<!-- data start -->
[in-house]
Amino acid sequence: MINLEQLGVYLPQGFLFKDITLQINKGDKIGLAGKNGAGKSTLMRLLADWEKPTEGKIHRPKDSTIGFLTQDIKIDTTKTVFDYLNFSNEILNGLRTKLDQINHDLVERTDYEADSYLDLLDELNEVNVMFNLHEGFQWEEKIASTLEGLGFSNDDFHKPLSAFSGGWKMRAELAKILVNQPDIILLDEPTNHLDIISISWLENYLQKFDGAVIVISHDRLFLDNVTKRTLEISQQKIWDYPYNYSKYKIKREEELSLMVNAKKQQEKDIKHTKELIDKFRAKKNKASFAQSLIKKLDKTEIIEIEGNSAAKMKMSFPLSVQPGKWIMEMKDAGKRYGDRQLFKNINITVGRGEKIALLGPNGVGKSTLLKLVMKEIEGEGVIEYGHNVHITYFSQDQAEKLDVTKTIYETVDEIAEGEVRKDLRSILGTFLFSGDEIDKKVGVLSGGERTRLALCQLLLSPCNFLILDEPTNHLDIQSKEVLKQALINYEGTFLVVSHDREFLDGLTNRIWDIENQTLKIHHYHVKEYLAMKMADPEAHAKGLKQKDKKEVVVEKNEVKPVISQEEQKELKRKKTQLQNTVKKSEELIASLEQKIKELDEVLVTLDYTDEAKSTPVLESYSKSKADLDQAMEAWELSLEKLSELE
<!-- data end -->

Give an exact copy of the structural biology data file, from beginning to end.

[in-house]
Amino acid sequence: MINLEQLGVYLPQGFLFKDITLQINKGDKIGLAGKNGAGKSTLMRLLADWEKPTEGKIHRPKDSTIGFLTQDIKIDTTKTVFDYLNFSNEILNGLRTKLDQINHDLVERTDYEADSYLDLLDELNEVNVMFNLHEGFQWEEKIASTLEGLGFSNDDFHKPLSAFSGGWKMRAELAKILVNQPDIILLDEPTNHLDIISISWLENYLQKFDGAVIVISHDRLFLDNVTKRTLEISQQKIWDYPYNYSKYKIKREEELSLMVNAKKQQEKDIKHTKELIDKFRAKKNKASFAQSLIKKLDKTEIIEIEGNSAAKMKMSFPLSVQPGKWIMEMKDAGKRYGDRQLFKNINITVGRGEKIALLGPNGVGKSTLLKLVMKEIEGEGVIEYGHNVHITYFSQDQAEKLDVTKTIYETVDEIAEGEVRKDLRSILGTFLFSGDEIDKKVGVLSGGERTRLALCQLLLSPCNFLILDEPTNHLDIQSKEVLKQALINYEGTFLVVSHDREFLDGLTNRIWDIENQTLKIHHYHVKEYLAMKMADPEAHAKGLKQKDKKEVVVEKNEVKPVISQEEQKELKRKKTQLQNTVKKSEELIASLEQKIKELDEVLVTLDYTDEAKSTPVLESYSKSKADLDQAMEAWELSLEKLSELE